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THE WINNER OF THE 2015  AWARD FOR THE BEST GRADUATE STUDENT PAPER ON ELECTORAL INTEGRITY

Sponsors:
International Institute for Democracy and Electoral Assistance (IDEA); Electoral Integrity Project (EIP; Harvard University & University of Sydney)

Award Committee: Annette Fath-Lihic (International IDEA), Ferran Martínez I Coma (University of Sydney), and Alessandro Nai (University of Geneva / University of Sydney)

Description: In September 2014 International IDEA and the Electoral Integrity Project invited submissions for the second electoral integrity graduate student essay competition. The International IDEA/EIP Award is presented to the author of the best graduate student paper submitted for consideration on the theme of strategic interventions to strengthen electoral integrity. The winner was selected on the basis of the paper’s potential significance—both theoretical and policymaking—to the study of some aspect of the election cycle.

The 2015 award is given to Victor Hernández-Huerta (University of Notre Dame) for  his paper onDisputed Elections in Presidential Democracies: Challenging Electoral Outcomes as a Negotiation Strategy.”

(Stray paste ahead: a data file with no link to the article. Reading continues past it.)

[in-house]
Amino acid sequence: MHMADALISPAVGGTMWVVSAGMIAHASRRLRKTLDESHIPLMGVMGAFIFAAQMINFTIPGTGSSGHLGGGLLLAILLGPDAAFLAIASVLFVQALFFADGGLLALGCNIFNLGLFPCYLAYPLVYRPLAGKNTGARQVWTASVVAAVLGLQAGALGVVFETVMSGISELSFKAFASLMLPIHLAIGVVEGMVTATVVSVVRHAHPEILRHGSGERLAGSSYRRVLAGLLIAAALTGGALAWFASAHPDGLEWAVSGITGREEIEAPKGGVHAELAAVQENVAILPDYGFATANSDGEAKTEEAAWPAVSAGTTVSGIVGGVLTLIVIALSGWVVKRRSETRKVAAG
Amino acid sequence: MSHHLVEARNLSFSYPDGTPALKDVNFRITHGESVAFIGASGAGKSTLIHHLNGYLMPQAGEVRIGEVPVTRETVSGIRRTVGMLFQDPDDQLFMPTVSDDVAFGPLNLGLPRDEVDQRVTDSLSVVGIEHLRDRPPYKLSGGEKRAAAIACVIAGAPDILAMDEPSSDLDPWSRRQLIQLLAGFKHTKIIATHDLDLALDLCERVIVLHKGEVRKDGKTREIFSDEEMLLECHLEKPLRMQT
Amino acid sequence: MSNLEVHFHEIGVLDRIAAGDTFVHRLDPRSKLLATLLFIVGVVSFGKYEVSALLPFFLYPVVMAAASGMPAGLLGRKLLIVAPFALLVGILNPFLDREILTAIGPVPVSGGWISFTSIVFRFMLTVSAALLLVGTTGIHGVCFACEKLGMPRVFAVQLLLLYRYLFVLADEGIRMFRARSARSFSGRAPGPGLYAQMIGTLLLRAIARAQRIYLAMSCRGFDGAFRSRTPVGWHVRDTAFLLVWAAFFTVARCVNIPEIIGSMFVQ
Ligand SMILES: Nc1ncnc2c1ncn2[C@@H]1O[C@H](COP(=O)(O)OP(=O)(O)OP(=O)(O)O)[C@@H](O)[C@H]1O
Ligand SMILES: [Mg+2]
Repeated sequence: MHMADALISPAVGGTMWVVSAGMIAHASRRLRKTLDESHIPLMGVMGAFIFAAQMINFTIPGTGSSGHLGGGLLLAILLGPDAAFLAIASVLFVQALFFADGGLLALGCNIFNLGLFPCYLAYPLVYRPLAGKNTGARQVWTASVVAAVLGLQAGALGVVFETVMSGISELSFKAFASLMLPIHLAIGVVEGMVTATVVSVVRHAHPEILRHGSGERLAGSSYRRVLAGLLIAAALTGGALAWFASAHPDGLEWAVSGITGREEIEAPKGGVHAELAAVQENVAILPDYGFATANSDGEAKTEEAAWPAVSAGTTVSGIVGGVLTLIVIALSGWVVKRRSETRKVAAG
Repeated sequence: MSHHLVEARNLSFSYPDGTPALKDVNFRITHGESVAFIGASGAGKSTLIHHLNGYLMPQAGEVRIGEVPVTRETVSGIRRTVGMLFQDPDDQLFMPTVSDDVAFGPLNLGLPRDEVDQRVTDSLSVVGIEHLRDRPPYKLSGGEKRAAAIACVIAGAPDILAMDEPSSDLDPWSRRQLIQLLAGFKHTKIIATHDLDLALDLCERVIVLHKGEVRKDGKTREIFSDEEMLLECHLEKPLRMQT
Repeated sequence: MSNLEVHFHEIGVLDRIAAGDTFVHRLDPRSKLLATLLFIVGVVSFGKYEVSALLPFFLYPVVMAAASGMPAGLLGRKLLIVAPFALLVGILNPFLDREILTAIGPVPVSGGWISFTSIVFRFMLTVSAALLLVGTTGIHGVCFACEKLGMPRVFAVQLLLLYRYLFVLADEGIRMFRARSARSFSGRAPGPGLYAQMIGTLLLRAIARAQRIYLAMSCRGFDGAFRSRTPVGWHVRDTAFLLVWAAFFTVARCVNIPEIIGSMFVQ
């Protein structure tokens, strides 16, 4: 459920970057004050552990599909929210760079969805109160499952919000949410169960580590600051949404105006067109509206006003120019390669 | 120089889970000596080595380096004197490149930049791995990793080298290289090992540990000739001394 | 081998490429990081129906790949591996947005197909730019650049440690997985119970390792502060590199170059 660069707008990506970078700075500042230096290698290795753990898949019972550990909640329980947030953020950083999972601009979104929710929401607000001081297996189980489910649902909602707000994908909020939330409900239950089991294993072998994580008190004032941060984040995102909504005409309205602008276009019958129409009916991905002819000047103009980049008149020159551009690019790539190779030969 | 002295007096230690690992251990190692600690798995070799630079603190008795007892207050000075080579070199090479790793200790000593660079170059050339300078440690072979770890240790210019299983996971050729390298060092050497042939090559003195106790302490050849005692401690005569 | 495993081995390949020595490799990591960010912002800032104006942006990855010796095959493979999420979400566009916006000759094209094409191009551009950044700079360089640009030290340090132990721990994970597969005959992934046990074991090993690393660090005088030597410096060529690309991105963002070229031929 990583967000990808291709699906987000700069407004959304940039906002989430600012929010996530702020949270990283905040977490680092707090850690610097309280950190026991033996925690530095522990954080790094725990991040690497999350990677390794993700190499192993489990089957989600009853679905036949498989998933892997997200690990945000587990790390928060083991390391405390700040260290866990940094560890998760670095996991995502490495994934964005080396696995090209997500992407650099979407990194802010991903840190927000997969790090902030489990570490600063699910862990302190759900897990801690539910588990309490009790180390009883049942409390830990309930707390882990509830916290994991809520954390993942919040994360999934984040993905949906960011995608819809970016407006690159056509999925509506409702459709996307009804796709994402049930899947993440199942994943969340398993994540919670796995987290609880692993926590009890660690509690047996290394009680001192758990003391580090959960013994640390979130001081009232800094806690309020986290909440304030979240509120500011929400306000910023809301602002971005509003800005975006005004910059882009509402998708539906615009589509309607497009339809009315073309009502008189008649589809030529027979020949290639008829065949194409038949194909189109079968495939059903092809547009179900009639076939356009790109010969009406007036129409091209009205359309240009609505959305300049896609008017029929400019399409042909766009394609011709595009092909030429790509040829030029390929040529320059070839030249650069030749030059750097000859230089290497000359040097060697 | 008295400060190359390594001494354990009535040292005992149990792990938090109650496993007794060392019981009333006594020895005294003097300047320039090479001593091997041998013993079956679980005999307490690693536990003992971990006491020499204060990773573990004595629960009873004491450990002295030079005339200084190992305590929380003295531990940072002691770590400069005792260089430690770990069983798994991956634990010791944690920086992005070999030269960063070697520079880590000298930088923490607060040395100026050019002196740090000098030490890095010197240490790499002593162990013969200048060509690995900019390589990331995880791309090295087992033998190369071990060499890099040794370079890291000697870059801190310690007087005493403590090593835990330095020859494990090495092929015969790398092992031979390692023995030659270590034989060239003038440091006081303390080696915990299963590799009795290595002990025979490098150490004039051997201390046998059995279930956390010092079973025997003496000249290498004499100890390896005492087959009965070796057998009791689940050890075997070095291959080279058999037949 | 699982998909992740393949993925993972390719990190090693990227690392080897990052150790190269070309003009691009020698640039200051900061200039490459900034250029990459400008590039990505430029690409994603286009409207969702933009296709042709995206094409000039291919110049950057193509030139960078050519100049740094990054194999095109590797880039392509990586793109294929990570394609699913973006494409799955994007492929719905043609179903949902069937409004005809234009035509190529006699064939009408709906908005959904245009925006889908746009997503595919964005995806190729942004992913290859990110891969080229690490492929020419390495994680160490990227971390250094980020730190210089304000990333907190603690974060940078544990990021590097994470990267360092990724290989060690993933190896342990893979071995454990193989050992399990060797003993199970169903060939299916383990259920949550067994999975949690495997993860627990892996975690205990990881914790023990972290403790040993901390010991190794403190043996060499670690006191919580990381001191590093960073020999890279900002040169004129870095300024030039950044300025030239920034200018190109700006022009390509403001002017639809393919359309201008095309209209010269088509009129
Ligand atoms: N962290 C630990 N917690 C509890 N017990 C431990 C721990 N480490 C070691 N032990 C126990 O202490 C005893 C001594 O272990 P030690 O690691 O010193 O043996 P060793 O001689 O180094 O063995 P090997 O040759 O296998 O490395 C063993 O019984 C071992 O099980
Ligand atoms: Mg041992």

Abstract: Post-election disputes happen in 21% of the democratic presidential elections in the world since 1974. Why so? I argue that in presidential democracies, losing political parties are not rejecting the outcome of the election to publicize fraud but rather to induce the winning party to negotiate benefits for the losing party. Using an original dataset that codes behaviors of runner-up candidates in 180 presidential elections (1974-2012) and that controls for de-jure autonomy of electoral adjudicating institutions (763 years of electoral legislation), I find evidence that, in democracies, losing parties with an unfavorable negotiating position in Congress will be more prone to dispute presidential election outcomes.